Amateurs like Spieth under the gun


SILVIS, Ill. – Q-School as we know it will never be the same.

News spread Tuesday at the John Deere Classic that the PGA Tour has finalized plans to revamp the way players qualify for the Tour. That news ratchets up pressure on some top amateurs, like Texas’ Jordan Spieth and Stanford’s Patrick Rodgers, a pair of collegians playing the John Deere Classic on sponsor exemptions.

With the creation of the new Tour Finals, a series of season-ending events that will determine who wins Tour cards, collegians and top amateurs are looking at one last window to make the jump every young player dreams about. This fall will mark the last time Q-School survivors advance straight to the PGA Tour. Beginning in 2013, Q-School will only determine who qualifies for the Tour, formerly the Nationwide Tour.

“This change is a big deal,” says Spieth, 18, who just finished his freshman year at Texas and will enter Q-School as an amateur this fall. “It puts a little more pressure on Q-School this year.”

With his tie for 21st at the U.S. Open, Spieth is exempt to second stage of Q-School. He plans to tee it up at TPC Craig Ranch near Dallas, where he grew up.

“My plan is to enter as an amateur and see kind of how it goes,” Spieth said.

If Spieth makes a successful run through Q-School finals, he can turn professional and claim any exempt status he wins.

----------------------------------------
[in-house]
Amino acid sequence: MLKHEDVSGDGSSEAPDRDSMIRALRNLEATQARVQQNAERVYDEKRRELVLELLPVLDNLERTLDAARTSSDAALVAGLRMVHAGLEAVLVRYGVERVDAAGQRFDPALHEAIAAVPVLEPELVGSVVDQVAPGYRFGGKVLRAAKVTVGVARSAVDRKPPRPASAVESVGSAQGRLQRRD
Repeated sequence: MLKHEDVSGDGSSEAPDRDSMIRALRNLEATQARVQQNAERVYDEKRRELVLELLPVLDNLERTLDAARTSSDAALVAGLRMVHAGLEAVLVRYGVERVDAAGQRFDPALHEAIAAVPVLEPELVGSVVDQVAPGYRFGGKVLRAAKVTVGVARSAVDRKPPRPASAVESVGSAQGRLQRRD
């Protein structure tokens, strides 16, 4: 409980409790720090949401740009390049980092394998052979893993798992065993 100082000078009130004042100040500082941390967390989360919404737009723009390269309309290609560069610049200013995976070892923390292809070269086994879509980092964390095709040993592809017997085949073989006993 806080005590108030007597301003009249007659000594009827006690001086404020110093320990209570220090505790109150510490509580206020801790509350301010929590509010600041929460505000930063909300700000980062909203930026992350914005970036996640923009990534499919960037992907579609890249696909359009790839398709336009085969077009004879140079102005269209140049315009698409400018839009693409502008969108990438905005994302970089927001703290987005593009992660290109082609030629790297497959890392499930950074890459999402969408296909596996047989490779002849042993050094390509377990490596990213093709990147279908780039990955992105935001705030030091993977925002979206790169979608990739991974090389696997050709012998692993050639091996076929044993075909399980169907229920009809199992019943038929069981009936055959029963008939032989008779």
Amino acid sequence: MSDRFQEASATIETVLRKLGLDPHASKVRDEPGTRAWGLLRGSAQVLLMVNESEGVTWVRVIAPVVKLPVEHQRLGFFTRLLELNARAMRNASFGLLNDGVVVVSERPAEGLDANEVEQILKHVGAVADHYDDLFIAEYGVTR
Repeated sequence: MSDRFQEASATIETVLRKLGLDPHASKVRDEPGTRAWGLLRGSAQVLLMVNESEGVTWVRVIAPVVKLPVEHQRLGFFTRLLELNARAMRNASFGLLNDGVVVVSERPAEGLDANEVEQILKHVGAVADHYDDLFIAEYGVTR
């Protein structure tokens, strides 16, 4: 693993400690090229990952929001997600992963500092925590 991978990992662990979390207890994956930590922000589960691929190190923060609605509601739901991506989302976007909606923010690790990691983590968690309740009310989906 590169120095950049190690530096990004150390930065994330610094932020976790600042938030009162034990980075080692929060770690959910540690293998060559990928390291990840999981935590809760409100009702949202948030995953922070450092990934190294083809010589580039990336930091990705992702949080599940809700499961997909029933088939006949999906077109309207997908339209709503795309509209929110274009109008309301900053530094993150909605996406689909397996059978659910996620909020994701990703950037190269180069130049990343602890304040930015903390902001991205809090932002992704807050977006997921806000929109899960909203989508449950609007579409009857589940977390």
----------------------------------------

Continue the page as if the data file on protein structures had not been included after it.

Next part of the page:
“I don’t know if this news influenced me,” said Spieth, who won three collegiate events and helped the Longhorns win the NCAA Championship this year. “I was probably going to give it a shot no matter what, but it definitely is on a lot of guys’ minds now.”

Spieth hears fellow collegians discussing whether they should enter Q-School earlier than they planned to take advantage before the Q-School window closes next year.

“I hear guys saying, `Shoot, I want to go straight on to the PGA Tour,’ . . . like everyone does, even though it’s difficult,” Spieth said. “Players have always had it in their minds that Q-School is a way they can get to the PGA Tour, but after this year, it could be a two- or three-year process.

“This change is disappointing for a lot of the college guys, even myself. I’m not too happy it’s going to be like that, but I can see why [PGA Tour Commissioner] Tim Finchem is doing it. I understand. With every big decision, there’s going to be a party that doesn’t necessarily like it, but I think he is doing what is best for the game.”

Bud Cauley avoided Q-School last summer coming out of Alabama by earning enough money as a PGA Tour non-member in sponsor invites to earn exempt status. On his way to the range at the John Deere Classic Tuesday, Cauley said he didn’t feel pressure trying to make the tour that way with Q-School as an option to fall back upon. Beginning next year, if a collegian wants to go straight from school to the PGA Tour, he will have to do what Cauley did.

Rodgers, who just finished his freshman season at Stanford, has announced no plans to turn pro but hears fellow collegians talking also.

“It certainly is weighing a lot on every top college player’s mind,” Rodgers said.